April 12, 2013 § Leave a comment
The below is a re-posting of a response to one of Peter’s earlier Lowdowns. A comment that I feel, on reflection, requires the glory of being its own post:
A response to Peter: I don’t think the Wings assignment, as practiced in the Asylum show is a good model, for all the reasons you explain. That said, it wasn’t my intention to replicate the show’s approach in Crossing-Lines, rather for us to take it as a prototype and then innovate. So, not one object, and not one (or three) curator(s).
Here’s my suggestion for an improvement on their model:
Many objects sent back and forth between interested parties. John has started this ball rolling with Ingrid. Perhaps others may also wish to initiate their own dialogues? I like the idea of objects whizzing around between participants, via post and email, physical and virtual, some being re-worked, some remixed (whatever that exactly means…), some being discarded, some becoming various, some being added to, some being pared down….
it seems to me that the best way to conceive of this project is as an experiment in new ways of making work in collaboration(s) with others and of collaborating on ways of curating those collaborations – collaboration squared, in other words.
Finally, Peter, it seems like the goals you talk of, relating to a critical street photography, apply to a more centrally directed project than this? Can such a rigorous task be achieved by such a loose and diverse collaborative structure? I am unconvinced. A directly political goal surely needs a more central thrust, IMHO. Happy to be proved wrong, though.
March 27, 2013 § 6 Comments
The Wing Assignment and Asylum Partnership. Showing work from 45 artists. The Wing Assignment invited creatives across a range of disciplines to respond to a package sent via Royal mail. The package contained a pair of bird’s wings.Curated by Jo Dennis, Nina Farrell and Dido Hallett.
The Wing Assignment, launched in November 2011, is a creative exercise to inspire and bring together talents from a range of disciplines exploring a theme and idea. The Wing Assignment Collection currently consists of work by 60 contemporary artists from a range of professions including; Architects, Composers, Graphic & Fashion Designers, Illustrators, Musicians, Video and Filmakers, Photographers, Painters, Poets & Writers, and continues to grow.
March 27, 2013 § 1 Comment
photography is just a rumour – Sol LeWitt
March 14, 2013 § Leave a comment
The inmates of my cottage, all at rest,
Have left me to that solitude, which suits
Abstruser musings: save that at my side
My cradled infant slumbers peacefully.
‘Tis calm indeed!
Some Thoughts on What Collaboration Is and Is Not.
“If to try is to succeed.”
To try is not to succeed. There’s nothing wrong with failure! No learning without it! That’s how process advances, or changes, or gets more interesting… I’d go so far as to say that success actually requires failure.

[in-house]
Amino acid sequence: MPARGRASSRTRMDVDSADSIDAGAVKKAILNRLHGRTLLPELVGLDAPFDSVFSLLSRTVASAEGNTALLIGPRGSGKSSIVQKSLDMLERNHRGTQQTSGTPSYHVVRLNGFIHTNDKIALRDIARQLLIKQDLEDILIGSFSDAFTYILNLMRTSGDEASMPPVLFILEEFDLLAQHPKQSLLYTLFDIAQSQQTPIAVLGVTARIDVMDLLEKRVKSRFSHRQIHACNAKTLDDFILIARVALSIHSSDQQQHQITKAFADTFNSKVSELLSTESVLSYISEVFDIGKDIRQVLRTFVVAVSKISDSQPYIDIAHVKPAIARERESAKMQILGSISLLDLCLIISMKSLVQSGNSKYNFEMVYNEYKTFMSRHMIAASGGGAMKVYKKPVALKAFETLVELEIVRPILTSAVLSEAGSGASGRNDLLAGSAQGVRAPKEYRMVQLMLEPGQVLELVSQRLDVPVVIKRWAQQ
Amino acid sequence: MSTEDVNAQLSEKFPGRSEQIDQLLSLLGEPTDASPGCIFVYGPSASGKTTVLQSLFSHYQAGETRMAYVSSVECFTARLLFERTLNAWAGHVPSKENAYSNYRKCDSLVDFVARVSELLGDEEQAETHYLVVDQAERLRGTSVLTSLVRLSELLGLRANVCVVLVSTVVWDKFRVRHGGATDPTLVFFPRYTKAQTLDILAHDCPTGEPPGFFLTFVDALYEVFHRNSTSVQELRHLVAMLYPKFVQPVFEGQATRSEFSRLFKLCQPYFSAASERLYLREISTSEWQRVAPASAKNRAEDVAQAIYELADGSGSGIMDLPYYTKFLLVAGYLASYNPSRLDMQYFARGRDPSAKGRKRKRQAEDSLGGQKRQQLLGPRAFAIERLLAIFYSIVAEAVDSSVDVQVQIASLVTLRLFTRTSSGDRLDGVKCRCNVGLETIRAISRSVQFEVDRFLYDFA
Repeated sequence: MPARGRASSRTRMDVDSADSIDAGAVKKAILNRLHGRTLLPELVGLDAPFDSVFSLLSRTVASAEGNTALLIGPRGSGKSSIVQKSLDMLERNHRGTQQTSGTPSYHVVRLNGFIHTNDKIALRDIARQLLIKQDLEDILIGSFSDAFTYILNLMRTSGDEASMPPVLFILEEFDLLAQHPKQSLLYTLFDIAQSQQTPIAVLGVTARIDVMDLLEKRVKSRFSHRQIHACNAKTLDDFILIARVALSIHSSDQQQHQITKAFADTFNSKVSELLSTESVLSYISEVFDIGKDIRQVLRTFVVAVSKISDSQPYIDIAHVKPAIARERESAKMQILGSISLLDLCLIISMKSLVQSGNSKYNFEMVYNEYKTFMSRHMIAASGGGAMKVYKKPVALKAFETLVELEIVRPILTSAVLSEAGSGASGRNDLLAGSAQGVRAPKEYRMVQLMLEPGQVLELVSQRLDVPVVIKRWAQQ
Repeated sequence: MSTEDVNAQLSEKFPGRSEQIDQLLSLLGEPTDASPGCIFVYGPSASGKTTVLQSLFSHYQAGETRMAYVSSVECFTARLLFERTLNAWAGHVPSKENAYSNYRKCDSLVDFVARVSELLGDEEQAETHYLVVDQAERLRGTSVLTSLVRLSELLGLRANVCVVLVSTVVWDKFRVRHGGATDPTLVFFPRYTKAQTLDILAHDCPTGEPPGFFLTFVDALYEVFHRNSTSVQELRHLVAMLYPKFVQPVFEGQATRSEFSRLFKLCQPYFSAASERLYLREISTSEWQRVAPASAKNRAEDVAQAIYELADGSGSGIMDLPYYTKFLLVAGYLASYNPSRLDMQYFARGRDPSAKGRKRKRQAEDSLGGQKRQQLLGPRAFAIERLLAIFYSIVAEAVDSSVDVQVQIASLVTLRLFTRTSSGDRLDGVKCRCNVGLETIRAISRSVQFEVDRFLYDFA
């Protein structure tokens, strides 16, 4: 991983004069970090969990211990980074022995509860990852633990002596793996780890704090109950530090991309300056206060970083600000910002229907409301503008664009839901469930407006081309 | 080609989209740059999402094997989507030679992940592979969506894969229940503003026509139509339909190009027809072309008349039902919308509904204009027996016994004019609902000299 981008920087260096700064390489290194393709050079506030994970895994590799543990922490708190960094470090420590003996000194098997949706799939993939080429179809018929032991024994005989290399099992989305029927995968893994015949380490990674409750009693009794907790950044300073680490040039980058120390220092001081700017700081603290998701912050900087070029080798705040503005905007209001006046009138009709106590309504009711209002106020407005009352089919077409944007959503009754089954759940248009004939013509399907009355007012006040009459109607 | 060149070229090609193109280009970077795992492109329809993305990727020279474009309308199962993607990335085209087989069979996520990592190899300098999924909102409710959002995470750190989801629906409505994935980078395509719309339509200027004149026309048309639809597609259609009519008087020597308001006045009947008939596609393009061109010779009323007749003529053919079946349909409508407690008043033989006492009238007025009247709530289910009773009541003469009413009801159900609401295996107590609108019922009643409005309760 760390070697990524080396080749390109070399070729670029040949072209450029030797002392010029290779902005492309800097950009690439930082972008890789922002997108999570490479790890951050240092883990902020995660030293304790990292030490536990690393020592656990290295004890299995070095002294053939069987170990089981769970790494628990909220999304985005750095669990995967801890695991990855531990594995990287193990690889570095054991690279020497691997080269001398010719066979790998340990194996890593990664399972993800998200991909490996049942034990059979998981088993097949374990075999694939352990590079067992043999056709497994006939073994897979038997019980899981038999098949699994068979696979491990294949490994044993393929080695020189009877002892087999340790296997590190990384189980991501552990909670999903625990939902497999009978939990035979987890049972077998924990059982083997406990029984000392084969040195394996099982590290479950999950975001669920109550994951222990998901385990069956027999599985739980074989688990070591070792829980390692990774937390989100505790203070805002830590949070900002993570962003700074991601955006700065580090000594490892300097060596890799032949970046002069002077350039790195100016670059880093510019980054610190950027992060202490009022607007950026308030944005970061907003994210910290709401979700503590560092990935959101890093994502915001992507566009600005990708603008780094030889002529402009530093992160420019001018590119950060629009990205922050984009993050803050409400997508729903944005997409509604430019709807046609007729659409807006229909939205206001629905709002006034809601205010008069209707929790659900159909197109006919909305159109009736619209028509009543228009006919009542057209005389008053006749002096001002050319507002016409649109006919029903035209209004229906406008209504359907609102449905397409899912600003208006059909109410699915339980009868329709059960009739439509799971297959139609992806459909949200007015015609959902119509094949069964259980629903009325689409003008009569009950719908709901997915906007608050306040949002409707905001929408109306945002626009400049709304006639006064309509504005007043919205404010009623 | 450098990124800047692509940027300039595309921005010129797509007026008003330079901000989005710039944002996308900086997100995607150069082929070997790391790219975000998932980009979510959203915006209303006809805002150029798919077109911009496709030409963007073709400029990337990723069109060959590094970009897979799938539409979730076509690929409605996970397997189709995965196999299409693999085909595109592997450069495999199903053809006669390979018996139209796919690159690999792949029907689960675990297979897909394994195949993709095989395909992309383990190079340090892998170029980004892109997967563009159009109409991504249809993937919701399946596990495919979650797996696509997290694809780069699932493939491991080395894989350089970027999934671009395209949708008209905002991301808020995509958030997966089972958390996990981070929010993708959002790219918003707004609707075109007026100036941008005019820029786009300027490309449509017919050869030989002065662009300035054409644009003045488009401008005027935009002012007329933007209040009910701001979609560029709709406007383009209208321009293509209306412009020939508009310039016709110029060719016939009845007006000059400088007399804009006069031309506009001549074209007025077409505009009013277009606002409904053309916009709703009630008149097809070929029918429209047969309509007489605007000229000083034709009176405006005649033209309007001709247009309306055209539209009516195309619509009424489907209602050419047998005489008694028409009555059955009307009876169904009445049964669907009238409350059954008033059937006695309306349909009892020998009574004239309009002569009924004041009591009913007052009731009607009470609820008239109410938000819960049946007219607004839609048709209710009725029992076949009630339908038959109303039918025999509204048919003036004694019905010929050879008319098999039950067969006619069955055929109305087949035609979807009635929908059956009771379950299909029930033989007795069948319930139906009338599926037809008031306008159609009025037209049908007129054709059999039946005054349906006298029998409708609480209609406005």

“…a central collective starting point but an individual response; the collaboration lies in the motivation and the interactions that result from sharing progress and the modifications to our practice that come from a group response.”
This is really important and very true.
“…to consider how we might respond to the act of photographing and the fact of the photograph and trump the conventions of production and presentation is, I believe, a valid way of processing.”
This requires a lot of thought. Tradition only advances through being poked. The alternative is stasis, or repetition. As the poet (and liar!) Ruth Padel said: tradition is a journey. We need these discussions in order to find new routes. In doing so, we are not all going to agree. The world keeps turning.
“To M I would say that collaboration is implicit within the way in which the group operates but that the term ‘collaboration’ has different measures of one’s engagement with it.”
Absolutely. Though I don’t think that Michael is in any way suggesting that collaboration is invalid or of no use, rather that he is critiquing its best use. Is the (selective) sharing of archives the approach that we want to take with this show? How do we determine who ‘we’ is and what ‘we’ thinks about that? Are we saying that this show is concerned with the appropriation and re-imagining of the archive? With the Death of the Author? If so, I suggest a swift recap of Barthes’ famous (and short!) essay on that subject, since it is nothing if not relevant to this discussion. The death of the author is the birth of the active reader – careful what you wish for.
From this, an interesting (and obvious) question arises: to what extent can one apply one’s own aesthetic to the work of another and have that work still remain that of the other? At what point do one’s creative choices and reworkings take possession of that which was the others? Is that a problem for anyone?
Ars longa. Let’s consider this all carefully.
P.S. Coleridge, by the way…